The FASTForward blog has an interesting case study of a wiki being used for a corporate Intranet. It describes how Janssen-Cilag, an Australian pharmaceutical subsidiary of Johnson & Johnson, switched from a static HTML site to using a wiki. They chose the Confluence package and provided staff with just 5 minutes of training. Apparently many of the employees do not know it is a wiki and just think of it as an easy to use intranet.
The Trades Union Congress (TUC) has produced two guides on the use of Facebook and social networking at work. The TUC’s advice to employees is at http://www.worksmart.org.uk/rights/socialnetworking and the briefing for employers can be found at http://www.tuc.org.uk/extras/facinguptofacebook.pdf
A question frequently asked on UKeiG Web 2.0 workshops is “are there any guidelines on acceptable use and best practice for using third party services such as Blogger and PBwiki?” In a recent blog posting, Brian Kelly has listed three documents that look at the issues involved in using externally hosted Web 2.0 services:
Guidelines for Using External Services , University of Edinburgh Information Services
Checklist for assessing third-party IT services, Oxford University Computing Services
Risk Assessment For Use Of Third Party Web 2.0 Services, Brian Kelly, UKOLN
The IBM blogging policy and guidelines, dated 2005 but still relevant, are more concerned with behaviour rather than technology. Most of the document should be common sense but it sometimes seems that people leave their brains behind when they land on a blog or Facebook.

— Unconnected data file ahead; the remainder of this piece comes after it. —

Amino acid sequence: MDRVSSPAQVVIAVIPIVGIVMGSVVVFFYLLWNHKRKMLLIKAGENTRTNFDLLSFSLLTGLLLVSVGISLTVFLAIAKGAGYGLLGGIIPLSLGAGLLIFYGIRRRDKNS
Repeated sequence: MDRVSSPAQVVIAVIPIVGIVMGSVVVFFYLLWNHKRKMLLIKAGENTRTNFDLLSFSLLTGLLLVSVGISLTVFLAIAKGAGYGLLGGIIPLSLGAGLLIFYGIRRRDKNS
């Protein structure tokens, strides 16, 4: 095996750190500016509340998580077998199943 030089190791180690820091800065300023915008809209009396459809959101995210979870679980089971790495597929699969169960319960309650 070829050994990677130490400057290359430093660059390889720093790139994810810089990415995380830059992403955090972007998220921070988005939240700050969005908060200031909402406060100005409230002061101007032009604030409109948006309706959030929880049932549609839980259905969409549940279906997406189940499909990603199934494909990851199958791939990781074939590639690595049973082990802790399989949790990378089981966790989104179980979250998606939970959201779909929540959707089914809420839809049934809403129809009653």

Accessibility of blogs for visually impaired people has already been mentioned in this blog. How to Make Your Blog Accessible to Blind Readers – American Foundation for the Blind is a good starting point.
1. Allow enough time for the discussion – a “traditional” meeting may last minutes to a couple of hours but a wiki meeting may take a day or longer.
2. Offer structure – for example populate the wiki page with questions and issues as well as the agenda .
3. Encourage participants to openly sign their contribution.
4. Provide participants with tools to follow the discussion, for example RSS feeds or email alerts.
5. Manage the discussion.
6. Capture actionable items.
7. Declare the meeting closed. “Give participants 3-4 hours’ notice to put in a last word. After, that, formally close the meeting. Post a notice at the beginning of the wiki page. Don’t leave the conversation open-ended. It’s discouraging.”
This has also been picked up and discussed further on the FASTForward blog.